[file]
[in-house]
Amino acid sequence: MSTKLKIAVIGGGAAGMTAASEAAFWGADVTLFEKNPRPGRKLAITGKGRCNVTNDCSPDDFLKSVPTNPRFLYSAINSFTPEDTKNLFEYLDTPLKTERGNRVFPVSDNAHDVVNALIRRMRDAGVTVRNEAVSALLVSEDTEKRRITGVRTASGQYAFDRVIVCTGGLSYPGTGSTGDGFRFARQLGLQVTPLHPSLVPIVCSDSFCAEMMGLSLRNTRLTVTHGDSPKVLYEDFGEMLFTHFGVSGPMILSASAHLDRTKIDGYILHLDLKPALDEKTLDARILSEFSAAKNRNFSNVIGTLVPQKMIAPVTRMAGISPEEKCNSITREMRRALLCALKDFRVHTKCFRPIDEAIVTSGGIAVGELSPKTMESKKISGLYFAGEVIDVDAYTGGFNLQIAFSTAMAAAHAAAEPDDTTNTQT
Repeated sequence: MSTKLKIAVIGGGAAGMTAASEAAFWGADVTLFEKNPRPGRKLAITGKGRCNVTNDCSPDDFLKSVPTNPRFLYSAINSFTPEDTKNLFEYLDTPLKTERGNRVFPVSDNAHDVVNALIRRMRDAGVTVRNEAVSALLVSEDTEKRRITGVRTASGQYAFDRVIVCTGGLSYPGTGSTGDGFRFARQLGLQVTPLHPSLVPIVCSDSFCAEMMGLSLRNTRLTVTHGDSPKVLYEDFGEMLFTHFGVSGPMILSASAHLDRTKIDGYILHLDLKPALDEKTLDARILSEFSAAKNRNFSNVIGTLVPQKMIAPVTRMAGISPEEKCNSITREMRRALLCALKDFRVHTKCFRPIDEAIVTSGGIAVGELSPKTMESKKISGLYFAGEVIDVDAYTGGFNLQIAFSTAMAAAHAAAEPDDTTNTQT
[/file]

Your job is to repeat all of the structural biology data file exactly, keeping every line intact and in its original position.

[in-house]
Amino acid sequence: MSTKLKIAVIGGGAAGMTAASEAAFWGADVTLFEKNPRPGRKLAITGKGRCNVTNDCSPDDFLKSVPTNPRFLYSAINSFTPEDTKNLFEYLDTPLKTERGNRVFPVSDNAHDVVNALIRRMRDAGVTVRNEAVSALLVSEDTEKRRITGVRTASGQYAFDRVIVCTGGLSYPGTGSTGDGFRFARQLGLQVTPLHPSLVPIVCSDSFCAEMMGLSLRNTRLTVTHGDSPKVLYEDFGEMLFTHFGVSGPMILSASAHLDRTKIDGYILHLDLKPALDEKTLDARILSEFSAAKNRNFSNVIGTLVPQKMIAPVTRMAGISPEEKCNSITREMRRALLCALKDFRVHTKCFRPIDEAIVTSGGIAVGELSPKTMESKKISGLYFAGEVIDVDAYTGGFNLQIAFSTAMAAAHAAAEPDDTTNTQT
Repeated sequence: MSTKLKIAVIGGGAAGMTAASEAAFWGADVTLFEKNPRPGRKLAITGKGRCNVTNDCSPDDFLKSVPTNPRFLYSAINSFTPEDTKNLFEYLDTPLKTERGNRVFPVSDNAHDVVNALIRRMRDAGVTVRNEAVSALLVSEDTEKRRITGVRTASGQYAFDRVIVCTGGLSYPGTGSTGDGFRFARQLGLQVTPLHPSLVPIVCSDSFCAEMMGLSLRNTRLTVTHGDSPKVLYEDFGEMLFTHFGVSGPMILSASAHLDRTKIDGYILHLDLKPALDEKTLDARILSEFSAAKNRNFSNVIGTLVPQKMIAPVTRMAGISPEEKCNSITREMRRALLCALKDFRVHTKCFRPIDEAIVTSGGIAVGELSPKTMESKKISGLYFAGEVIDVDAYTGGFNLQIAFSTAMAAAHAAAEPDDTTNTQT